Boa Noite! Lectures and AfroBrazilian Dancing in Brazil

Ola! It has almost been a full week in Brazil and I’ve already experienced more than I anticipated. This study abroad has opened my perspective on the dynamics of cultures, language, religions, health issues, social issues, food…and the list goes on. Our Maymester schedule has been as follows; Collective Health class in the morning; then lunch at our homestay; then Portuguese class and guest lecture or tours in the afternoon.

This morning we had the privilege of Dr. Ines Dourado speak about the HIV/AIDS and Health Disparities Research among Key Populations in Northeast Brazil. She is a highly intelligent woman who shows a passion for the health of MSM (men who have sex with men) and transgender population of Brazil. Her findings supported what we have previously been learning which is that the black population of Brazil is disproportionately affected by HIV/AIDS. I find this to be similar to the epidemic in the United States. And, I’m really impressed with Brazil’s initiative to reform their health system and meet the needs of vulnerable key population, similar to the United States. Though there are many similarities between Brazil and United States, there are also many differences.

One of the biggest differences between the United States and Brazil is definitely the dance culture. Today we had the pleasure to learn both the history and the technique of  Brazilian Afro dances. Our historian and dance instructor was Antonio Cozido, who instructed us in Portuguese only. Because I’m still a novice in Portuguese, I couldn’t understand everything he said but I think I got the gist of it. We learned about African dances from the religion, Candomble, and also the Samba. It was very inspiring to see the dances for the religion, the motions that we made with our legs and arms really depicted the idea of receiving the spirit. We were drumming with our feet on the stage and waving are arms around in loose motions. The drumming seemed like a summoning of the spirit and the waving of the arms seemed like receiving the spirit. I am a terribly shy dancer but I tried to feel the motions as much as I could and felt at first silly but then a peace like trance for a few seconds. We also learned a little bit of Samba, which has strong African influences because it was originally a traditionally African dance. It’s different from other Samba because of the African influences. The moves were influenced by the fast pace of the music which was mostly drumming and the dance focuses on characteristics such as strength and power. I really admire that AfroBrazilian dances have so much history and charisma and they are still popular to this day. I was able to witness this live a few days ago at a concert. I am so inspired that these dances are still part of the cultural norms currently in Brazil. In the United States, dancing seems to range from being oversexualized to monotomous, depending on the occasion. Here in Brazil, there seems to be a sense of genuine enjoyment, passion, and a sort of spiritual transference.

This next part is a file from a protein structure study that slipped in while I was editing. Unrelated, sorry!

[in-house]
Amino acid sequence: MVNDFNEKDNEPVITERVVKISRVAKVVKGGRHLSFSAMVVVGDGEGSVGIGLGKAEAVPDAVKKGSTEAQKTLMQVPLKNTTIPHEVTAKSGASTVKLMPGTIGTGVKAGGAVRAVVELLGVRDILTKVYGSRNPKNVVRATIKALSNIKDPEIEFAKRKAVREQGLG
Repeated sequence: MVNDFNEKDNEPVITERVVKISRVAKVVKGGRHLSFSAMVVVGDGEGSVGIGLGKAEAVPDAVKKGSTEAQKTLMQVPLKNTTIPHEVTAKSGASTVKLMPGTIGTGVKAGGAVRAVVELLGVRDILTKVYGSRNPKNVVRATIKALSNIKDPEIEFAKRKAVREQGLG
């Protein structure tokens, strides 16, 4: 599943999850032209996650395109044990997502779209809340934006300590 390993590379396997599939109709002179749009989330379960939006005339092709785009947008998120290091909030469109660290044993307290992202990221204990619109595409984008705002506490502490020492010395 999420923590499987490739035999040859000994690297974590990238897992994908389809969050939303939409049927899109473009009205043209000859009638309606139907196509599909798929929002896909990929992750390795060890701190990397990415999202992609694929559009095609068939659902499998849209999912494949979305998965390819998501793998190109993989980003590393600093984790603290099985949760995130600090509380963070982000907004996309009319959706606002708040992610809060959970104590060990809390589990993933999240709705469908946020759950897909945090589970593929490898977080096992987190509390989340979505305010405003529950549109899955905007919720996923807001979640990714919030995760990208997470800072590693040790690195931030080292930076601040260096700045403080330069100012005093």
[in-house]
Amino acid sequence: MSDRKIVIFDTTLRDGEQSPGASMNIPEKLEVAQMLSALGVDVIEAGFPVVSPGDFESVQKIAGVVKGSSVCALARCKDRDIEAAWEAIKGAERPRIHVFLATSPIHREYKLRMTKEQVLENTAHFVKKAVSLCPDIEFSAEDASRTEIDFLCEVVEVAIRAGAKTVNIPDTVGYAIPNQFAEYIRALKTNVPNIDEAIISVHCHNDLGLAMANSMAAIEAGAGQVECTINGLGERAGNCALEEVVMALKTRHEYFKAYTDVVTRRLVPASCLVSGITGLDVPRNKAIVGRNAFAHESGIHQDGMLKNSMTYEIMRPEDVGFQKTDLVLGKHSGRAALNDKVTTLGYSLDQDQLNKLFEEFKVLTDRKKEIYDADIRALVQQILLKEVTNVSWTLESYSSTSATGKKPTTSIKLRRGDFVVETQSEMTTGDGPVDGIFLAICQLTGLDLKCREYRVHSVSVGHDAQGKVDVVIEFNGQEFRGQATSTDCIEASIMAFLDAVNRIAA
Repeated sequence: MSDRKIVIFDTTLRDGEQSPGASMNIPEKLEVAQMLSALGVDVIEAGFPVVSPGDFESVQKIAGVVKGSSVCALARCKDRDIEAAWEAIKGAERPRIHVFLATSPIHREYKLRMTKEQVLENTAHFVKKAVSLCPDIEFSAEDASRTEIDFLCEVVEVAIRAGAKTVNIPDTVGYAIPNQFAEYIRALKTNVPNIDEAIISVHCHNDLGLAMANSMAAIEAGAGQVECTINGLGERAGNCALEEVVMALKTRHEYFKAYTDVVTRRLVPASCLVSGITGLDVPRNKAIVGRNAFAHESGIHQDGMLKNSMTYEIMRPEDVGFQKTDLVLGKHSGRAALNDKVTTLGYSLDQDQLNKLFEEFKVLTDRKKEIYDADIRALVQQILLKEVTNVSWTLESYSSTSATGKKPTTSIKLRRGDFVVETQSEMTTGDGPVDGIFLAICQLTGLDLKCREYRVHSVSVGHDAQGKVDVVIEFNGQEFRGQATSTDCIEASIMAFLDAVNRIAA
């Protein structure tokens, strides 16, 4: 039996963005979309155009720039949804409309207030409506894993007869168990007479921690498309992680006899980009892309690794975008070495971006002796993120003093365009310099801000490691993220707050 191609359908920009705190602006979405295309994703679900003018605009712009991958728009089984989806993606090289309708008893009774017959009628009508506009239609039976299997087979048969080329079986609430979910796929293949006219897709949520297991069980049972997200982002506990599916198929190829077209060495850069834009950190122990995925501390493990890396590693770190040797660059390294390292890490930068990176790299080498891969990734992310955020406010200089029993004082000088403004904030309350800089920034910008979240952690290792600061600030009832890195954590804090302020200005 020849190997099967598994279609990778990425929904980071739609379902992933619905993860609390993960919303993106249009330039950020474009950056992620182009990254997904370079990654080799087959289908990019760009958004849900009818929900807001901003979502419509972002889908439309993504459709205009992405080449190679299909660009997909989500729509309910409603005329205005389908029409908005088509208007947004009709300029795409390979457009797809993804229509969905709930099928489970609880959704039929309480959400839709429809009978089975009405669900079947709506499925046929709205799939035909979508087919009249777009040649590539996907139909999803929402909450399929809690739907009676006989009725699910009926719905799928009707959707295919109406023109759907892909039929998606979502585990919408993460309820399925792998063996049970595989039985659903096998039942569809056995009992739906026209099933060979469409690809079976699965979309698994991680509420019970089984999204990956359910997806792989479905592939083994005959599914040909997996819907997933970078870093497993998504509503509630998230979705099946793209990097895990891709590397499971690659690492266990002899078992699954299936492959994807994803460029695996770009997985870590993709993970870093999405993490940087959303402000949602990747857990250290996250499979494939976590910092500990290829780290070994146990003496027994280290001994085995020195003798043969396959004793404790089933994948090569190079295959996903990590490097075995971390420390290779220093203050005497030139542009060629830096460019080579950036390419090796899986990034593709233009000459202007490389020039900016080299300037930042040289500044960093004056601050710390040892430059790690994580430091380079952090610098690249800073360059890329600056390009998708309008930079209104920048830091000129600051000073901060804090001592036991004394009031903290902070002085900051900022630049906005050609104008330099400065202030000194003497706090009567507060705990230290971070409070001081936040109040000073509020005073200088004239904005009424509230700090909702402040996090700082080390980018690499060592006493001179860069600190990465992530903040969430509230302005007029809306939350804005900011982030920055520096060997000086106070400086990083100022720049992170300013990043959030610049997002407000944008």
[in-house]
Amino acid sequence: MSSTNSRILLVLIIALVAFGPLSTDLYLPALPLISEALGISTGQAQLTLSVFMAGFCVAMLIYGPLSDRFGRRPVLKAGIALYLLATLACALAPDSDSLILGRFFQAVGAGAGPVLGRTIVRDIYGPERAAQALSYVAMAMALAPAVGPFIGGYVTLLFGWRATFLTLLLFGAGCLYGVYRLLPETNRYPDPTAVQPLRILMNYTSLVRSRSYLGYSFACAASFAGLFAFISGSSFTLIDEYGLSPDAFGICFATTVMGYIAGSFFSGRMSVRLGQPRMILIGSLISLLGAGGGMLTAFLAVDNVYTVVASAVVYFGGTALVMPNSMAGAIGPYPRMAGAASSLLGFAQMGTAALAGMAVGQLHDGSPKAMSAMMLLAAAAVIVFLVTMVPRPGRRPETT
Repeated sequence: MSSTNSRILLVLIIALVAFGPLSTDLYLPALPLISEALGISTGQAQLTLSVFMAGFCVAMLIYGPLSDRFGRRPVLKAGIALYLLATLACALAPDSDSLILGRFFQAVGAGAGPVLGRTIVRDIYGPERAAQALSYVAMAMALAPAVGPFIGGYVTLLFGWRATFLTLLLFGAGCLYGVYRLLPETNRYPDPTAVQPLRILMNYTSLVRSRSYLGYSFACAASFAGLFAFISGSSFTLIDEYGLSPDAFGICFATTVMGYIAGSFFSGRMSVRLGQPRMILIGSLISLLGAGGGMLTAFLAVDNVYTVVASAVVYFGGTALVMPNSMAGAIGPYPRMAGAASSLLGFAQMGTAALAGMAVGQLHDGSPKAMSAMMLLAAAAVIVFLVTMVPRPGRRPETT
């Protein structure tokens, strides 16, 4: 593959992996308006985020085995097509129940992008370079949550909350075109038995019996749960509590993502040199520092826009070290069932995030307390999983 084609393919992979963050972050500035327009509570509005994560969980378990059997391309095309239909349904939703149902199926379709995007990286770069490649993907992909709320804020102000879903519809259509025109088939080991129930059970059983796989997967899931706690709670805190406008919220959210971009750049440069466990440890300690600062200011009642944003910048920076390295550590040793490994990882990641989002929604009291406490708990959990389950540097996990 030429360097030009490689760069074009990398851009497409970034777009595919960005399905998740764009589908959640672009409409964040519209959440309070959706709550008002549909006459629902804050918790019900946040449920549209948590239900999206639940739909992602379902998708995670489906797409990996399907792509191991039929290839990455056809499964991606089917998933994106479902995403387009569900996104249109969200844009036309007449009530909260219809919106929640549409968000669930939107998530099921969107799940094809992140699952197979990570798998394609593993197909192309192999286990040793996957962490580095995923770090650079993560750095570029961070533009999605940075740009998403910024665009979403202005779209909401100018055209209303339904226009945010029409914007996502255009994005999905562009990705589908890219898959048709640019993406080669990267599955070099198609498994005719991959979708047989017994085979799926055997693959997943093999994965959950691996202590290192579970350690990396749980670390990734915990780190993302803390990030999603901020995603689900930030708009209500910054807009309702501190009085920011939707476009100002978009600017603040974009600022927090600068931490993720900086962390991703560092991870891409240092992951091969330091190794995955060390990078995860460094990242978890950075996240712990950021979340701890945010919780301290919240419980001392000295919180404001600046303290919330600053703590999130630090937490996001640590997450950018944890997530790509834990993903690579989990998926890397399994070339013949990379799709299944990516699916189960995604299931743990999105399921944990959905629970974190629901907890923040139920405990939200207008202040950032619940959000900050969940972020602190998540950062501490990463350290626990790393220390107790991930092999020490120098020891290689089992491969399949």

This study abroad trip has already changed my perspective so much in the past six days. My mind has not only been opened but I’ve also been informed of public health issues. I’ve been exposed to such a rich culture and have been educated on the importance of health on a sociopolitical level. When our professors said that this trip would change your life, I believed them but the extent of how it’s already changed my perspective is both unexpected and humbling. I am looking forward to being immersed more in the culture and public health issues of Brazil. I now anticipate that my perspective will be even more broadened.